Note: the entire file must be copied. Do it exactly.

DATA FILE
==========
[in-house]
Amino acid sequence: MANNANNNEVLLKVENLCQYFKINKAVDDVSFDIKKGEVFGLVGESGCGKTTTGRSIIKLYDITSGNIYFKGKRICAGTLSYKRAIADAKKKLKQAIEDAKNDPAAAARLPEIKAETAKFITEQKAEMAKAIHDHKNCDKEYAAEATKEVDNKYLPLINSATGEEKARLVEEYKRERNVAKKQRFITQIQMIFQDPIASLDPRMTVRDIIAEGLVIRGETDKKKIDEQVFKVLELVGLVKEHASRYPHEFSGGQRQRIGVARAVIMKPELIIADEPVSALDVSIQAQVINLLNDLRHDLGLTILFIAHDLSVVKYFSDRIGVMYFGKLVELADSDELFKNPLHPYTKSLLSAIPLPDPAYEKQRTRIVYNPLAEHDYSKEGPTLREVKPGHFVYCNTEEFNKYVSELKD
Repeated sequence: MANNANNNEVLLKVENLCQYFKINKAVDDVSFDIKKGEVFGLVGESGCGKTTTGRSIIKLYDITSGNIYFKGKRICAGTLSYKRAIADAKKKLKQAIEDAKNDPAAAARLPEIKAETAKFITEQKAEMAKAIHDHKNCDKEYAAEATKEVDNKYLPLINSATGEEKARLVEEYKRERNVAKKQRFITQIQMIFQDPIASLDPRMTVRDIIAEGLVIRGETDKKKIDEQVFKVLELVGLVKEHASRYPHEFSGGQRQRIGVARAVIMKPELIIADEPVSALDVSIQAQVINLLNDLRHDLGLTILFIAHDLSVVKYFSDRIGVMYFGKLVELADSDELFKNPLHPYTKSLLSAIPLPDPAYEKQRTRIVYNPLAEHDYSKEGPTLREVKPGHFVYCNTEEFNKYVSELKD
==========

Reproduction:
[in-house]
Amino acid sequence: MANNANNNEVLLKVENLCQYFKINKAVDDVSFDIKKGEVFGLVGESGCGKTTTGRSIIKLYDITSGNIYFKGKRICAGTLSYKRAIADAKKKLKQAIEDAKNDPAAAARLPEIKAETAKFITEQKAEMAKAIHDHKNCDKEYAAEATKEVDNKYLPLINSATGEEKARLVEEYKRERNVAKKQRFITQIQMIFQDPIASLDPRMTVRDIIAEGLVIRGETDKKKIDEQVFKVLELVGLVKEHASRYPHEFSGGQRQRIGVARAVIMKPELIIADEPVSALDVSIQAQVINLLNDLRHDLGLTILFIAHDLSVVKYFSDRIGVMYFGKLVELADSDELFKNPLHPYTKSLLSAIPLPDPAYEKQRTRIVYNPLAEHDYSKEGPTLREVKPGHFVYCNTEEFNKYVSELKD
Repeated sequence: MANNANNNEVLLKVENLCQYFKINKAVDDVSFDIKKGEVFGLVGESGCGKTTTGRSIIKLYDITSGNIYFKGKRICAGTLSYKRAIADAKKKLKQAIEDAKNDPAAAARLPEIKAETAKFITEQKAEMAKAIHDHKNCDKEYAAEATKEVDNKYLPLINSATGEEKARLVEEYKRERNVAKKQRFITQIQMIFQDPIASLDPRMTVRDIIAEGLVIRGETDKKKIDEQVFKVLELVGLVKEHASRYPHEFSGGQRQRIGVARAVIMKPELIIADEPVSALDVSIQAQVINLLNDLRHDLGLTILFIAHDLSVVKYFSDRIGVMYFGKLVELADSDELFKNPLHPYTKSLLSAIPLPDPAYEKQRTRIVYNPLAEHDYSKEGPTLREVKPGHFVYCNTEEFNKYVSELKD